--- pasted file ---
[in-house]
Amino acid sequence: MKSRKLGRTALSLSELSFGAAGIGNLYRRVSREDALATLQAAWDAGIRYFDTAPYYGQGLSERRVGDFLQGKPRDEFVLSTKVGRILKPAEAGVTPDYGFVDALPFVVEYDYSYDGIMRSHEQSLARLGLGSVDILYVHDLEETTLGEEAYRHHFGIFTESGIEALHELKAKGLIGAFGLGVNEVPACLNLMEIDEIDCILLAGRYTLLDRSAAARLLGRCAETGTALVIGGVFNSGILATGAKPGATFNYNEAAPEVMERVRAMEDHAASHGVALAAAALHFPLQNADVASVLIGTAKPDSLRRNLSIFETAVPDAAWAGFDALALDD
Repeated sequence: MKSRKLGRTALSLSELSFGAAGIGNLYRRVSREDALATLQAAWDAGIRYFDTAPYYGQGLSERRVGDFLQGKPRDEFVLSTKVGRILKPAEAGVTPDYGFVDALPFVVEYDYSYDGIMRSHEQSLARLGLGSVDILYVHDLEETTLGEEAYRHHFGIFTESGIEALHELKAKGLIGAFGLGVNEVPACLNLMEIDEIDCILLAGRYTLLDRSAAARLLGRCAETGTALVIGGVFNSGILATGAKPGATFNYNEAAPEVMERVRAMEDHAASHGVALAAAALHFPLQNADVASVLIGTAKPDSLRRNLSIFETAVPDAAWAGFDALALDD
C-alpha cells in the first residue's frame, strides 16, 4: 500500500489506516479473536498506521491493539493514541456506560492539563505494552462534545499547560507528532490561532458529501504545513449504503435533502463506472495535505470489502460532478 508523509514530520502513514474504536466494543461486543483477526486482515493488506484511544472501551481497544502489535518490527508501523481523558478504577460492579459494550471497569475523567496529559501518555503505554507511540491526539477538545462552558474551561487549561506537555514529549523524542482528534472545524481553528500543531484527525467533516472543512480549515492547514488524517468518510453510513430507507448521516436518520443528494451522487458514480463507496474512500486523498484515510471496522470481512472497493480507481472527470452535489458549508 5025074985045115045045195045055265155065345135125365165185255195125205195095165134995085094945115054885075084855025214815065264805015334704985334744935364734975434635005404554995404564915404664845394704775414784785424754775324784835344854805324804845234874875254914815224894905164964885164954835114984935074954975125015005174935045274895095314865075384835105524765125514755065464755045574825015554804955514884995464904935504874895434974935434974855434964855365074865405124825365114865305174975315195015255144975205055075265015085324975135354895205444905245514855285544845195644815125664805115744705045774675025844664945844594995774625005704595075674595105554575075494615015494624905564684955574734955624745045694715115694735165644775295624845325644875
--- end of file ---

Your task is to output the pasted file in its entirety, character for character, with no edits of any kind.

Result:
[in-house]
Amino acid sequence: MKSRKLGRTALSLSELSFGAAGIGNLYRRVSREDALATLQAAWDAGIRYFDTAPYYGQGLSERRVGDFLQGKPRDEFVLSTKVGRILKPAEAGVTPDYGFVDALPFVVEYDYSYDGIMRSHEQSLARLGLGSVDILYVHDLEETTLGEEAYRHHFGIFTESGIEALHELKAKGLIGAFGLGVNEVPACLNLMEIDEIDCILLAGRYTLLDRSAAARLLGRCAETGTALVIGGVFNSGILATGAKPGATFNYNEAAPEVMERVRAMEDHAASHGVALAAAALHFPLQNADVASVLIGTAKPDSLRRNLSIFETAVPDAAWAGFDALALDD
Repeated sequence: MKSRKLGRTALSLSELSFGAAGIGNLYRRVSREDALATLQAAWDAGIRYFDTAPYYGQGLSERRVGDFLQGKPRDEFVLSTKVGRILKPAEAGVTPDYGFVDALPFVVEYDYSYDGIMRSHEQSLARLGLGSVDILYVHDLEETTLGEEAYRHHFGIFTESGIEALHELKAKGLIGAFGLGVNEVPACLNLMEIDEIDCILLAGRYTLLDRSAAARLLGRCAETGTALVIGGVFNSGILATGAKPGATFNYNEAAPEVMERVRAMEDHAASHGVALAAAALHFPLQNADVASVLIGTAKPDSLRRNLSIFETAVPDAAWAGFDALALDD
C-alpha cells in the first residue's frame, strides 16, 4: 500500500489506516479473536498506521491493539493514541456506560492539563505494552462534545499547560507528532490561532458529501504545513449504503435533502463506472495535505470489502460532478 508523509514530520502513514474504536466494543461486543483477526486482515493488506484511544472501551481497544502489535518490527508501523481523558478504577460492579459494550471497569475523567496529559501518555503505554507511540491526539477538545462552558474551561487549561506537555514529549523524542482528534472545524481553528500543531484527525467533516472543512480549515492547514488524517468518510453510513430507507448521516436518520443528494451522487458514480463507496474512500486523498484515510471496522470481512472497493480507481472527470452535489458549508 5025074985045115045045195045055265155065345135125365165185255195125205195095165134995085094945115054885075084855025214815065264805015334704985334744935364734975434635005404554995404564915404664845394704775414784785424754775324784835344854805324804845234874875254914815224894905164964885164954835114984935074954975125015005174935045274895095314865075384835105524765125514755065464755045574825015554804955514884995464904935504874895434974935434974855434964855365074865405124825365114865305174975315195015255144975205055075265015085324975135354895205444905245514855285544845195644815125664805115744705045774675025844664945844594995774625005704595075674595105554575075494615015494624905564684955574734955624745045694715115694735165644775295624845325644875